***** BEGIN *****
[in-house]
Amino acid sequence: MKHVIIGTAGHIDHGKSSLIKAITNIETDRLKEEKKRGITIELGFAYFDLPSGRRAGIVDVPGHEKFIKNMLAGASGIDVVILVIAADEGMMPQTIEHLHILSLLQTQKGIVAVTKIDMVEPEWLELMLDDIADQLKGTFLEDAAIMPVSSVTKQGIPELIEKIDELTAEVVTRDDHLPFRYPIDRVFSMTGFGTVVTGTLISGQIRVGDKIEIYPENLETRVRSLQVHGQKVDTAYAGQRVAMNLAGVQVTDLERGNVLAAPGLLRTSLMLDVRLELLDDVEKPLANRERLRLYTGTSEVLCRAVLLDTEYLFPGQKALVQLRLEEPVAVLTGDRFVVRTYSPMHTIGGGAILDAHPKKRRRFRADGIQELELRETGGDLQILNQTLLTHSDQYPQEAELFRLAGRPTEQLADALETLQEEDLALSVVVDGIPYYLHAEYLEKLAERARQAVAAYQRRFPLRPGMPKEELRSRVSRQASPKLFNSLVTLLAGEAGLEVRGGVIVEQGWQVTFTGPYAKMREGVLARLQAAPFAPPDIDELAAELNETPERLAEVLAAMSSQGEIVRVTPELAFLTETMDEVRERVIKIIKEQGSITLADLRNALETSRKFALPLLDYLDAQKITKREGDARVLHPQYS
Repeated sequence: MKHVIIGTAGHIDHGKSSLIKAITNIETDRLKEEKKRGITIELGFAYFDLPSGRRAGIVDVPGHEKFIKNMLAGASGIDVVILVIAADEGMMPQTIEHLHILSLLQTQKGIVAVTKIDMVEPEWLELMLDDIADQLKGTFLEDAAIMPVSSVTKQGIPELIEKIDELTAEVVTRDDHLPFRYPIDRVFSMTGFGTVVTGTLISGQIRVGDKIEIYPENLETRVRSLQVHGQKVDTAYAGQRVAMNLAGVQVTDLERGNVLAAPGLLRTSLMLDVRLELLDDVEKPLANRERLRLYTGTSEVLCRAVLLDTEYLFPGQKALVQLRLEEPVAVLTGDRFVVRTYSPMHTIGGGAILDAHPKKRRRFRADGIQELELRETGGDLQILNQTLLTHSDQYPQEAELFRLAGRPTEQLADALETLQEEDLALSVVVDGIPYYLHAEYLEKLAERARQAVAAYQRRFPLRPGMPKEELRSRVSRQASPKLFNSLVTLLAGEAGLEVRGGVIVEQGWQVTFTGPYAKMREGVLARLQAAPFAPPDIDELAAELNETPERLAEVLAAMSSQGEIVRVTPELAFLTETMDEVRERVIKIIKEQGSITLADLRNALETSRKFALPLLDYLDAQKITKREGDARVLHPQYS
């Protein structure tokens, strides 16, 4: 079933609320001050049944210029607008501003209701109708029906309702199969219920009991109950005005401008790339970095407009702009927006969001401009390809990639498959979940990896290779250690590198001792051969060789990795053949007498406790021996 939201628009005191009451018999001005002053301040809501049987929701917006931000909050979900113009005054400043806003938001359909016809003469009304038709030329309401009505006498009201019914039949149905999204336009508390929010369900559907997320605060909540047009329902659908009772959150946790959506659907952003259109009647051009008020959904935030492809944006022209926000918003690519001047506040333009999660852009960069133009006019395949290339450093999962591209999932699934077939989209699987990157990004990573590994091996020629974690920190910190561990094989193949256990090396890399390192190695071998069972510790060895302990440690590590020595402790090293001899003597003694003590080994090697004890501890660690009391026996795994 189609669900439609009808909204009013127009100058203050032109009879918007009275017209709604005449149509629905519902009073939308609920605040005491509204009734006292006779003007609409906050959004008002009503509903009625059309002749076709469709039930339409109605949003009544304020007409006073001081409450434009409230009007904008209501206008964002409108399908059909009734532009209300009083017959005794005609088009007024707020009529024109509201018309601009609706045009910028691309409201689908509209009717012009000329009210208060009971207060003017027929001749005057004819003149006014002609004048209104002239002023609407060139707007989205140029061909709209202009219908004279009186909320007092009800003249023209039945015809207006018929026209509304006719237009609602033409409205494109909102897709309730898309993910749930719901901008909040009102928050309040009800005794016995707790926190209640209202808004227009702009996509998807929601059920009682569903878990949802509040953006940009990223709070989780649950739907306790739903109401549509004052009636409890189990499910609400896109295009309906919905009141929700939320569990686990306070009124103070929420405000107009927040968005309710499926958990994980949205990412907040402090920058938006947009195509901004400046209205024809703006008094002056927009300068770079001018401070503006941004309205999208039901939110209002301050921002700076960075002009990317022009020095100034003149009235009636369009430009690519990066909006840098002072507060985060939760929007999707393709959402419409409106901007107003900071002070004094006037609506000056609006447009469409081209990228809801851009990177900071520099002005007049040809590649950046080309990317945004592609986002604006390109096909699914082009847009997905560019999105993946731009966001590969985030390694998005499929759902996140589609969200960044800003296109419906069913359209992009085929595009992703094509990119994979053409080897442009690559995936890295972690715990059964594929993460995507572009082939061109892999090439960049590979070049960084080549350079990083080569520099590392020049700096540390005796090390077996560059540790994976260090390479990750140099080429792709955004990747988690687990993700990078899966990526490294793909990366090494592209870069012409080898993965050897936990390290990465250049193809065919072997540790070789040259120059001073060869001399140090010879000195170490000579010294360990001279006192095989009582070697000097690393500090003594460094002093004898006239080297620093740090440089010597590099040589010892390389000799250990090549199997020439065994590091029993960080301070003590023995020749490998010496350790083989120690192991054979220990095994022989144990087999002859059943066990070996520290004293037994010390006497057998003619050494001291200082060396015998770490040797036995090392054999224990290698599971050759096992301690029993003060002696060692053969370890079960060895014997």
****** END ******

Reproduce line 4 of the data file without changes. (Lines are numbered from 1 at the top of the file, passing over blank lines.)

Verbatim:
């Protein structure tokens, strides 16, 4: 079933609320001050049944210029607008501003209701109708029906309702199969219920009991109950005005401008790339970095407009702009927006969001401009390809990639498959979940990896290779250690590198001792051969060789990795053949007498406790021996 939201628009005191009451018999001005002053301040809501049987929701917006931000909050979900113009005054400043806003938001359909016809003469009304038709030329309401009505006498009201019914039949149905999204336009508390929010369900559907997320605060909540047009329902659908009772959150946790959506659907952003259109009647051009008020959904935030492809944006022209926000918003690519001047506040333009999660852009960069133009006019395949290339450093999962591209999932699934077939989209699987990157990004990573590994091996020629974690920190910190561990094989193949256990090396890399390192190695071998069972510790060895302990440690590590020595402790090293001899003597003694003590080994090697004890501890660690009391026996795994 189609669900439609009808909204009013127009100058203050032109009879918007009275017209709604005449149509629905519902009073939308609920605040005491509204009734006292006779003007609409906050959004008002009503509903009625059309002749076709469709039930339409109605949003009544304020007409006073001081409450434009409230009007904008209501206008964002409108399908059909009734532009209300009083017959005794005609088009007024707020009529024109509201018309601009609706045009910028691309409201689908509209009717012009000329009210208060009971207060003017027929001749005057004819003149006014002609004048209104002239002023609407060139707007989205140029061909709209202009219908004279009186909320007092009800003249023209039945015809207006018929026209509304006719237009609602033409409205494109909102897709309730898309993910749930719901901008909040009102928050309040009800005794016995707790926190209640209202808004227009702009996509998807929601059920009682569903878990949802509040953006940009990223709070989780649950739907306790739903109401549509004052009636409890189990499910609400896109295009309906919905009141929700939320569990686990306070009124103070929420405000107009927040968005309710499926958990994980949205990412907040402090920058938006947009195509901004400046209205024809703006008094002056927009300068770079001018401070503006941004309205999208039901939110209002301050921002700076960075002009990317022009020095100034003149009235009636369009430009690519990066909006840098002072507060985060939760929007999707393709959402419409409106901007107003900071002070004094006037609506000056609006447009469409081209990228809801851009990177900071520099002005007049040809590649950046080309990317945004592609986002604006390109096909699914082009847009997905560019999105993946731009966001590969985030390694998005499929759902996140589609969200960044800003296109419906069913359209992009085929595009992703094509990119994979053409080897442009690559995936890295972690715990059964594929993460995507572009082939061109892999090439960049590979070049960084080549350079990083080569520099590392020049700096540390005796090390077996560059540790994976260090390479990750140099080429792709955004990747988690687990993700990078899966990526490294793909990366090494592209870069012409080898993965050897936990390290990465250049193809065919072997540790070789040259120059001073060869001399140090010879000195170490000579010294360990001279006192095989009582070697000097690393500090003594460094002093004898006239080297620093740090440089010597590099040589010892390389000799250990090549199997020439065994590091029993960080301070003590023995020749490998010496350790083989120690192991054979220990095994022989144990087999002859059943066990070996520290004293037994010390006497057998003619050494001291200082060396015998770490040797036995090392054999224990290698599971050759096992301690029993003060002696060692053969370890079960060895014997």